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BOE creates committee to address bullying

Being bullied can change someone’s life. In fact, it has been blamed for taking lives. And those doing the bullying can be setting themselves up for a lifetime of troubled behavior that can and has turned bullies into inmates.

Board of Education member Janet Rose said she asked that the issue be on the board’s February agenda after she received three or four phone calls from parents about their children being bullied, one so severely that the student left the school.

Rose pointed to the positive message of the Rachel’s Challenge Program, that was introduced in the schools about three years ago and that impacted many students. She suggested that the program be repeated every several years, along with the program the Sheriff’s Office delivers about bullying.

Board chairman Dr. Bill Dobney suggested that a committee be created to come up with a countywide plan to address bullying. He asked that Virginia Arrington, administrative services coordinator, chair the committee and that it contain one guidance counselor from the elementary, middle and high school levels; one parent from each of those levels; one student board member from each high school; one SADD (Students Against Destructive Decisions) advisor and one SADD member.

Chairman Dobney also introduced the J.P. Knapp Early College High School SADD advisors and members that he invited to the work session to give their input.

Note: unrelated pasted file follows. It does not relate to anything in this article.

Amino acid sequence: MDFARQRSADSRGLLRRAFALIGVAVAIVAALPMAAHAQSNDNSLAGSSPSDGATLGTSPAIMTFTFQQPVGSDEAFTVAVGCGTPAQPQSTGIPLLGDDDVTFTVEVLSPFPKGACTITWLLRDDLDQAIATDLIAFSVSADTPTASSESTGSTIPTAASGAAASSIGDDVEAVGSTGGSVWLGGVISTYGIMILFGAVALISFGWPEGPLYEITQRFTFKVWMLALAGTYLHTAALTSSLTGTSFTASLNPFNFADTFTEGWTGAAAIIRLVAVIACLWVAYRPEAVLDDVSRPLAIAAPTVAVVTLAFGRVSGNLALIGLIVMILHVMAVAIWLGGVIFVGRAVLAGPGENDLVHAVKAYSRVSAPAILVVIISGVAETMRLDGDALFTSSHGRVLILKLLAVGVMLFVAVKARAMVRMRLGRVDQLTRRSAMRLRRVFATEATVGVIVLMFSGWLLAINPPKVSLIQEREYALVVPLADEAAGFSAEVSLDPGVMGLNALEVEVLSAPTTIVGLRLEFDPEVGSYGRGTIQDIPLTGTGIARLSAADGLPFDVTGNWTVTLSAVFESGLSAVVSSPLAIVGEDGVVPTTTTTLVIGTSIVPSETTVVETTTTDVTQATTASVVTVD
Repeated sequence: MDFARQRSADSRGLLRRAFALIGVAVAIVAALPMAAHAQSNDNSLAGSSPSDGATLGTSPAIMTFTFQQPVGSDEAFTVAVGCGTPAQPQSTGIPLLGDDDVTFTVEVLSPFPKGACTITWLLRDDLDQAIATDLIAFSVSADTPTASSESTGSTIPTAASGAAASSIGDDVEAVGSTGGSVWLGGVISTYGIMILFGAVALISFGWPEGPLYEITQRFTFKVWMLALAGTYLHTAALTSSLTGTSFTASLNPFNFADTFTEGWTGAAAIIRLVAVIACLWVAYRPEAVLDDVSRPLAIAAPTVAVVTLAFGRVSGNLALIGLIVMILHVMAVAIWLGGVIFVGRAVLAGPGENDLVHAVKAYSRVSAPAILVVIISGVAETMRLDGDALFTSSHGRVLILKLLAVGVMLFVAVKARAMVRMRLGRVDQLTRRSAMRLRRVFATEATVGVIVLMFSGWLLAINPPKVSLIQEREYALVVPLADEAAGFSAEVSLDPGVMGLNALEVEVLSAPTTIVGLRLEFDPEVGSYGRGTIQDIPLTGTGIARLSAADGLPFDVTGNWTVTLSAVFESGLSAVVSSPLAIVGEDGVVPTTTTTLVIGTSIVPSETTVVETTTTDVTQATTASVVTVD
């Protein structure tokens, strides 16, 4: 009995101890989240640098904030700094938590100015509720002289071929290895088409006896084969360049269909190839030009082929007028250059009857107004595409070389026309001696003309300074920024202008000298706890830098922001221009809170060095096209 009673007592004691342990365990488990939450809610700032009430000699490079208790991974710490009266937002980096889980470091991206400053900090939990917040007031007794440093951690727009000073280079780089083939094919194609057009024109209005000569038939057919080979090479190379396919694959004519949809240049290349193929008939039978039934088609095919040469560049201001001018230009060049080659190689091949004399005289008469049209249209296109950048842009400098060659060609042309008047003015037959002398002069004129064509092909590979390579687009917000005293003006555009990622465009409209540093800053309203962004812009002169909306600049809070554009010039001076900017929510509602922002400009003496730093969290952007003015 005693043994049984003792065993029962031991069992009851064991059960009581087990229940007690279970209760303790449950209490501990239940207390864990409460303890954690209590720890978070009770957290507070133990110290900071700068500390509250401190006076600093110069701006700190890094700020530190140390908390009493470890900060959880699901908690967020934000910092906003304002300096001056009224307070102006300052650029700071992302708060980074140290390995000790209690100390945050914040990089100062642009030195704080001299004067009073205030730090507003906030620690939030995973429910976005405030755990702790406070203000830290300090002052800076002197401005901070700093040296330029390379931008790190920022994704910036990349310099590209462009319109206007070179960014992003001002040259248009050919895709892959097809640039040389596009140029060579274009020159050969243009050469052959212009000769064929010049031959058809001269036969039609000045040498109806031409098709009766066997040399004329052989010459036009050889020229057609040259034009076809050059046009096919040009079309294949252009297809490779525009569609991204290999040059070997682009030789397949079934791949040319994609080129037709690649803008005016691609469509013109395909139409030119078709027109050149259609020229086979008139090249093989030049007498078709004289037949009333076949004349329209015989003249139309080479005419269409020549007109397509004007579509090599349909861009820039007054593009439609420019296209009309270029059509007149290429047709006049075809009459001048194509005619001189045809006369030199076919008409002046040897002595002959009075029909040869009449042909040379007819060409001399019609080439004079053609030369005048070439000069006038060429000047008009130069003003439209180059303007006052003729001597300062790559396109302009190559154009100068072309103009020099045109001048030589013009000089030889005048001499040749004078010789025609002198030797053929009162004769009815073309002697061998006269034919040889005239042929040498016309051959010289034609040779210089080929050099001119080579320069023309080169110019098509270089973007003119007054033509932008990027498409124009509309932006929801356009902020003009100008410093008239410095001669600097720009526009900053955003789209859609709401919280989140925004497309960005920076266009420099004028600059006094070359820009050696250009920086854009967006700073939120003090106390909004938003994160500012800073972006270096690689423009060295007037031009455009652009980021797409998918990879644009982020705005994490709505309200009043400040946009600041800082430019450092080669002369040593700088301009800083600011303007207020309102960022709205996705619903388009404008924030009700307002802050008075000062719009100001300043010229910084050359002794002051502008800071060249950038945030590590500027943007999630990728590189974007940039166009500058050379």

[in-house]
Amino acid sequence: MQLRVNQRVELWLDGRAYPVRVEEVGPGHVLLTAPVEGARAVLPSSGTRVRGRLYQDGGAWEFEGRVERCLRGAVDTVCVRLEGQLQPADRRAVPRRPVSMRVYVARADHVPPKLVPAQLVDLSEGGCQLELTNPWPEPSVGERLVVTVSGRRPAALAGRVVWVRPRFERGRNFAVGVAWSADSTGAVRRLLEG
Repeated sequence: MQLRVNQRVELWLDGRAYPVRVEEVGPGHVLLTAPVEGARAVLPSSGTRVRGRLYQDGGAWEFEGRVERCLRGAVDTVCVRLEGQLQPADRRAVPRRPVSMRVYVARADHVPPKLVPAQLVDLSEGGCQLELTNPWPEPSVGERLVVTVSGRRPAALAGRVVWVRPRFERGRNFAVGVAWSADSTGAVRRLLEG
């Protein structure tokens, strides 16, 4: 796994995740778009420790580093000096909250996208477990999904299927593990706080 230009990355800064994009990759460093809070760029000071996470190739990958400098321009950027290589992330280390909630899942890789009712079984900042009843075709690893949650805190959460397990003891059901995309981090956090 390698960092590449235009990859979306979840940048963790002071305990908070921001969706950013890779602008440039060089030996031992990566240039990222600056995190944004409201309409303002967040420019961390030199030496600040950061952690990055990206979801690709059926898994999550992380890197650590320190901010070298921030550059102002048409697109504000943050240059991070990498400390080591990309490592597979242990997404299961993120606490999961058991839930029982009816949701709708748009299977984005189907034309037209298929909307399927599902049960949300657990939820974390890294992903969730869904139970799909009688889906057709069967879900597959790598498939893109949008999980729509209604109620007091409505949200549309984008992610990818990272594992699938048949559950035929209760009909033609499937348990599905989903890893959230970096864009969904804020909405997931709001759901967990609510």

The chairman and board members Rose and Will Crodick commended the job SADD members did with their presentation on bullying at a recent luncheon at JPKECHS that was attended by the head of the national SADD organization.

JPKECHS SADD advisors Bernice Crowther and Lauren Woods said at the work session that they have looked at each school’s handbook and policy on bullying. Some schools just had a paragraph about it or definition, others detailed the consequences for each offense, others did not, some addressed cyberbullying and the option for making anonymous reports about bullying.

Woods said that students need to know what the consequences are and policies should be more consistent, particularly between middle school and high school, as Crowther also suggested building on the SADD message of encouraging positive decision making and positive friendships, while mentoring younger kids as well.

Crodick said he liked the idea of involving SADD and mentoring younger, elementary students, suggesting the message needs to get to the kids early. Chairman Dobney added that students may be more likely to listen to what other students have to say, such as the SADD members, rather than adults.

“It’s got to be talked about, by everybody,” Rose said, including at PTA meetings, schoolwide assemblies and that parents need to be involved.

Chairman Dobney commented that parents can currently find information online at stopbullying.gov.

Many students who are bullied do not like to talk about it, but Rose pointed out that the board “can’t fix something we don’t know about.”